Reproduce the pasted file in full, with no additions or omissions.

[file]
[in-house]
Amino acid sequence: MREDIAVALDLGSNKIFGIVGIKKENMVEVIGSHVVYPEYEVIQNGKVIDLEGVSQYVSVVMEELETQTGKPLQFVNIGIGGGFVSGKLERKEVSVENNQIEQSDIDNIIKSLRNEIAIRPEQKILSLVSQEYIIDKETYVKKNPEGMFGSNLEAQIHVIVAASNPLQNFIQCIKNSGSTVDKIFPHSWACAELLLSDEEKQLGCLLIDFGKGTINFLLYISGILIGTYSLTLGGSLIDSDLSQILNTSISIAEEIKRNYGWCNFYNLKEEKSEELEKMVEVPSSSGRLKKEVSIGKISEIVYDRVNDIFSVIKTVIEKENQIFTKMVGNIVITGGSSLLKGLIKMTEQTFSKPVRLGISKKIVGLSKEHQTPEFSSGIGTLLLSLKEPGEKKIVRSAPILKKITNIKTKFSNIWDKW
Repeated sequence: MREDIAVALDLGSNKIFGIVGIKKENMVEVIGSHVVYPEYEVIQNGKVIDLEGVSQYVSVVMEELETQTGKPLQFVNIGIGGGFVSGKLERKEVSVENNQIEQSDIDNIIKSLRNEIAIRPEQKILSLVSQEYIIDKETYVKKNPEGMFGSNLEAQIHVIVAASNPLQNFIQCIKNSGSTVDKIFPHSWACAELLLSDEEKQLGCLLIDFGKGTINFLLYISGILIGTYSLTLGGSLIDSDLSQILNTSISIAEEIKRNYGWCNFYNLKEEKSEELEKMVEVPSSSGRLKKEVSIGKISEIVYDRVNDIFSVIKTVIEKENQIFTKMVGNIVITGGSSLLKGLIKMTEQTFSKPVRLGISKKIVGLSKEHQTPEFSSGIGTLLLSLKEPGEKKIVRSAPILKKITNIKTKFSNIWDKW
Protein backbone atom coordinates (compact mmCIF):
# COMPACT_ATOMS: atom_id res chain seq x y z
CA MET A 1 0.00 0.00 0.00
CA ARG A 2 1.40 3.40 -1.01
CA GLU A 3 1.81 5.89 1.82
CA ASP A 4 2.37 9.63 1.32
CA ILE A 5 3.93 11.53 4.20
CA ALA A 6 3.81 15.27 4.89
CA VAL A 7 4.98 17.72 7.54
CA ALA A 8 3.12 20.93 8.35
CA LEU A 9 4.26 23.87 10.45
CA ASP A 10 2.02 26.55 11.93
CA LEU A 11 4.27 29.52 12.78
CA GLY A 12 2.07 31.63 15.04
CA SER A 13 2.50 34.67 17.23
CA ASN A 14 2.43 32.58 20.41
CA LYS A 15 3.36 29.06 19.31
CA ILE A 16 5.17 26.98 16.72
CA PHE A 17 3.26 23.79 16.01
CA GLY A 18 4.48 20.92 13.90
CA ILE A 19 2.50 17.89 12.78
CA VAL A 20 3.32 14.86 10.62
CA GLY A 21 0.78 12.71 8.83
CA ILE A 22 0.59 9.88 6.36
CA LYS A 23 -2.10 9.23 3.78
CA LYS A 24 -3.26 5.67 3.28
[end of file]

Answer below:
[in-house]
Amino acid sequence: MREDIAVALDLGSNKIFGIVGIKKENMVEVIGSHVVYPEYEVIQNGKVIDLEGVSQYVSVVMEELETQTGKPLQFVNIGIGGGFVSGKLERKEVSVENNQIEQSDIDNIIKSLRNEIAIRPEQKILSLVSQEYIIDKETYVKKNPEGMFGSNLEAQIHVIVAASNPLQNFIQCIKNSGSTVDKIFPHSWACAELLLSDEEKQLGCLLIDFGKGTINFLLYISGILIGTYSLTLGGSLIDSDLSQILNTSISIAEEIKRNYGWCNFYNLKEEKSEELEKMVEVPSSSGRLKKEVSIGKISEIVYDRVNDIFSVIKTVIEKENQIFTKMVGNIVITGGSSLLKGLIKMTEQTFSKPVRLGISKKIVGLSKEHQTPEFSSGIGTLLLSLKEPGEKKIVRSAPILKKITNIKTKFSNIWDKW
Repeated sequence: MREDIAVALDLGSNKIFGIVGIKKENMVEVIGSHVVYPEYEVIQNGKVIDLEGVSQYVSVVMEELETQTGKPLQFVNIGIGGGFVSGKLERKEVSVENNQIEQSDIDNIIKSLRNEIAIRPEQKILSLVSQEYIIDKETYVKKNPEGMFGSNLEAQIHVIVAASNPLQNFIQCIKNSGSTVDKIFPHSWACAELLLSDEEKQLGCLLIDFGKGTINFLLYISGILIGTYSLTLGGSLIDSDLSQILNTSISIAEEIKRNYGWCNFYNLKEEKSEELEKMVEVPSSSGRLKKEVSIGKISEIVYDRVNDIFSVIKTVIEKENQIFTKMVGNIVITGGSSLLKGLIKMTEQTFSKPVRLGISKKIVGLSKEHQTPEFSSGIGTLLLSLKEPGEKKIVRSAPILKKITNIKTKFSNIWDKW
Protein backbone atom coordinates (compact mmCIF):
# COMPACT_ATOMS: atom_id res chain seq x y z
CA MET A 1 0.00 0.00 0.00
CA ARG A 2 1.40 3.40 -1.01
CA GLU A 3 1.81 5.89 1.82
CA ASP A 4 2.37 9.63 1.32
CA ILE A 5 3.93 11.53 4.20
CA ALA A 6 3.81 15.27 4.89
CA VAL A 7 4.98 17.72 7.54
CA ALA A 8 3.12 20.93 8.35
CA LEU A 9 4.26 23.87 10.45
CA ASP A 10 2.02 26.55 11.93
CA LEU A 11 4.27 29.52 12.78
CA GLY A 12 2.07 31.63 15.04
CA SER A 13 2.50 34.67 17.23
CA ASN A 14 2.43 32.58 20.41
CA LYS A 15 3.36 29.06 19.31
CA ILE A 16 5.17 26.98 16.72
CA PHE A 17 3.26 23.79 16.01
CA GLY A 18 4.48 20.92 13.90
CA ILE A 19 2.50 17.89 12.78
CA VAL A 20 3.32 14.86 10.62
CA GLY A 21 0.78 12.71 8.83
CA ILE A 22 0.59 9.88 6.36
CA LYS A 23 -2.10 9.23 3.78
CA LYS A 24 -3.26 5.67 3.28